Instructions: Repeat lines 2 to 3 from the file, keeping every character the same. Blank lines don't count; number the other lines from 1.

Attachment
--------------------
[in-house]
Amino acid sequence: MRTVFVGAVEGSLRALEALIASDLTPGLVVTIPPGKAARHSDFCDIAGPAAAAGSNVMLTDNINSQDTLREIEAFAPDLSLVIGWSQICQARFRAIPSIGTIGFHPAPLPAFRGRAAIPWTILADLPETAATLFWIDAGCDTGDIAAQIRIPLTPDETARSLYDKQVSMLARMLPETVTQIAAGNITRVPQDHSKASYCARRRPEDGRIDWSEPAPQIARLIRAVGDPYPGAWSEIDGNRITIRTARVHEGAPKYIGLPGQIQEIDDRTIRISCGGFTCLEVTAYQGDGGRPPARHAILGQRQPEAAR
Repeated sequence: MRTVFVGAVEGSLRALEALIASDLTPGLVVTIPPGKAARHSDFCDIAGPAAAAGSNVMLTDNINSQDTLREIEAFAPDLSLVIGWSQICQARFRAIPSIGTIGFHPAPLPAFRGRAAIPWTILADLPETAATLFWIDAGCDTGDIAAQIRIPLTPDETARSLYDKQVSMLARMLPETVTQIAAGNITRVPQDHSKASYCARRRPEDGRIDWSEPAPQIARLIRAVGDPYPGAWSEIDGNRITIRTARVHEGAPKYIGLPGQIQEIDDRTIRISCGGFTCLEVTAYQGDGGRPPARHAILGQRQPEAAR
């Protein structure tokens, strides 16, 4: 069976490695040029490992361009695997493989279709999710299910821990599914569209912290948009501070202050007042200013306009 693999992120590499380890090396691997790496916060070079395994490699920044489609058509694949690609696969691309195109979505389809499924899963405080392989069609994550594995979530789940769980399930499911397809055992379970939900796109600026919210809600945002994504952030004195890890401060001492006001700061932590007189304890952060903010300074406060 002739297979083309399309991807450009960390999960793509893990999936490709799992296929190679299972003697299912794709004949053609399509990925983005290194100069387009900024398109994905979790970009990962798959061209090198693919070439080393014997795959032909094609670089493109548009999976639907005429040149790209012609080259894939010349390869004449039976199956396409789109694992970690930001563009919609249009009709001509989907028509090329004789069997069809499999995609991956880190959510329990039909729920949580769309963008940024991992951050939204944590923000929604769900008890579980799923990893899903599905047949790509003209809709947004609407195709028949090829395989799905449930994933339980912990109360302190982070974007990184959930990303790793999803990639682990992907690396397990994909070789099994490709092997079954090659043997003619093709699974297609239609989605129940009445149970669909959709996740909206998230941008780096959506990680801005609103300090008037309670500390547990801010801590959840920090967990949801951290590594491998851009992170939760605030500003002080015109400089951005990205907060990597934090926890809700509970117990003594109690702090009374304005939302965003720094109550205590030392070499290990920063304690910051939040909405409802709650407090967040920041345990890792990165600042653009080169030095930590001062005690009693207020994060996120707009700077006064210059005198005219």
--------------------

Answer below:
Amino acid sequence: MRTVFVGAVEGSLRALEALIASDLTPGLVVTIPPGKAARHSDFCDIAGPAAAAGSNVMLTDNINSQDTLREIEAFAPDLSLVIGWSQICQARFRAIPSIGTIGFHPAPLPAFRGRAAIPWTILADLPETAATLFWIDAGCDTGDIAAQIRIPLTPDETARSLYDKQVSMLARMLPETVTQIAAGNITRVPQDHSKASYCARRRPEDGRIDWSEPAPQIARLIRAVGDPYPGAWSEIDGNRITIRTARVHEGAPKYIGLPGQIQEIDDRTIRISCGGFTCLEVTAYQGDGGRPPARHAILGQRQPEAAR
Repeated sequence: MRTVFVGAVEGSLRALEALIASDLTPGLVVTIPPGKAARHSDFCDIAGPAAAAGSNVMLTDNINSQDTLREIEAFAPDLSLVIGWSQICQARFRAIPSIGTIGFHPAPLPAFRGRAAIPWTILADLPETAATLFWIDAGCDTGDIAAQIRIPLTPDETARSLYDKQVSMLARMLPETVTQIAAGNITRVPQDHSKASYCARRRPEDGRIDWSEPAPQIARLIRAVGDPYPGAWSEIDGNRITIRTARVHEGAPKYIGLPGQIQEIDDRTIRISCGGFTCLEVTAYQGDGGRPPARHAILGQRQPEAAR